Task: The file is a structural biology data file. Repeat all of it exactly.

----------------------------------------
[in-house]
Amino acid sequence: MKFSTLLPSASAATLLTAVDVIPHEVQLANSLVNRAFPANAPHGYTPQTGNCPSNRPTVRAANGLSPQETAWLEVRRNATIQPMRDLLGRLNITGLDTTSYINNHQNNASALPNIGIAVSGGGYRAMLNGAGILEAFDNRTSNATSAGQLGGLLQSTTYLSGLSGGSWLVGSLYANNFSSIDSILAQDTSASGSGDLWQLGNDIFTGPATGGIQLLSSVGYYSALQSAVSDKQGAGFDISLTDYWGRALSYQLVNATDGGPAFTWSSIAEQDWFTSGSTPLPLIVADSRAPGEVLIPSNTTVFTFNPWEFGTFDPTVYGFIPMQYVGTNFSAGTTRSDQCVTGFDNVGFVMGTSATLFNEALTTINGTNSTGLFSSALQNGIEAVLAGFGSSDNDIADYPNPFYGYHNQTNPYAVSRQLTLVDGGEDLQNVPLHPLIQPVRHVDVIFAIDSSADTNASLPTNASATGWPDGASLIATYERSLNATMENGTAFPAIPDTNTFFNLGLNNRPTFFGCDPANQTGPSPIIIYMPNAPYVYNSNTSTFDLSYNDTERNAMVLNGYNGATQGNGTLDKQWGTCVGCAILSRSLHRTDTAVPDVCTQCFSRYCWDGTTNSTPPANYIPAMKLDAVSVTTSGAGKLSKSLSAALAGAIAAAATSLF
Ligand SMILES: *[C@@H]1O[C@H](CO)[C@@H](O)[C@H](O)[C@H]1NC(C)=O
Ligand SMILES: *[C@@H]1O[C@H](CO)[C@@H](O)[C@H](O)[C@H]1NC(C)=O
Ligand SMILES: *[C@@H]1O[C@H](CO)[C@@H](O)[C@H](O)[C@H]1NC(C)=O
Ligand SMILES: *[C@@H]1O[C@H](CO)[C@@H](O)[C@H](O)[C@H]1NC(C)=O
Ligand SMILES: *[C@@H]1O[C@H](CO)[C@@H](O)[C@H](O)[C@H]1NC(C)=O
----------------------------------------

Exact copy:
[in-house]
Amino acid sequence: MKFSTLLPSASAATLLTAVDVIPHEVQLANSLVNRAFPANAPHGYTPQTGNCPSNRPTVRAANGLSPQETAWLEVRRNATIQPMRDLLGRLNITGLDTTSYINNHQNNASALPNIGIAVSGGGYRAMLNGAGILEAFDNRTSNATSAGQLGGLLQSTTYLSGLSGGSWLVGSLYANNFSSIDSILAQDTSASGSGDLWQLGNDIFTGPATGGIQLLSSVGYYSALQSAVSDKQGAGFDISLTDYWGRALSYQLVNATDGGPAFTWSSIAEQDWFTSGSTPLPLIVADSRAPGEVLIPSNTTVFTFNPWEFGTFDPTVYGFIPMQYVGTNFSAGTTRSDQCVTGFDNVGFVMGTSATLFNEALTTINGTNSTGLFSSALQNGIEAVLAGFGSSDNDIADYPNPFYGYHNQTNPYAVSRQLTLVDGGEDLQNVPLHPLIQPVRHVDVIFAIDSSADTNASLPTNASATGWPDGASLIATYERSLNATMENGTAFPAIPDTNTFFNLGLNNRPTFFGCDPANQTGPSPIIIYMPNAPYVYNSNTSTFDLSYNDTERNAMVLNGYNGATQGNGTLDKQWGTCVGCAILSRSLHRTDTAVPDVCTQCFSRYCWDGTTNSTPPANYIPAMKLDAVSVTTSGAGKLSKSLSAALAGAIAAAATSLF
Ligand SMILES: *[C@@H]1O[C@H](CO)[C@@H](O)[C@H](O)[C@H]1NC(C)=O
Ligand SMILES: *[C@@H]1O[C@H](CO)[C@@H](O)[C@H](O)[C@H]1NC(C)=O
Ligand SMILES: *[C@@H]1O[C@H](CO)[C@@H](O)[C@H](O)[C@H]1NC(C)=O
Ligand SMILES: *[C@@H]1O[C@H](CO)[C@@H](O)[C@H](O)[C@H]1NC(C)=O
Ligand SMILES: *[C@@H]1O[C@H](CO)[C@@H](O)[C@H](O)[C@H]1NC(C)=O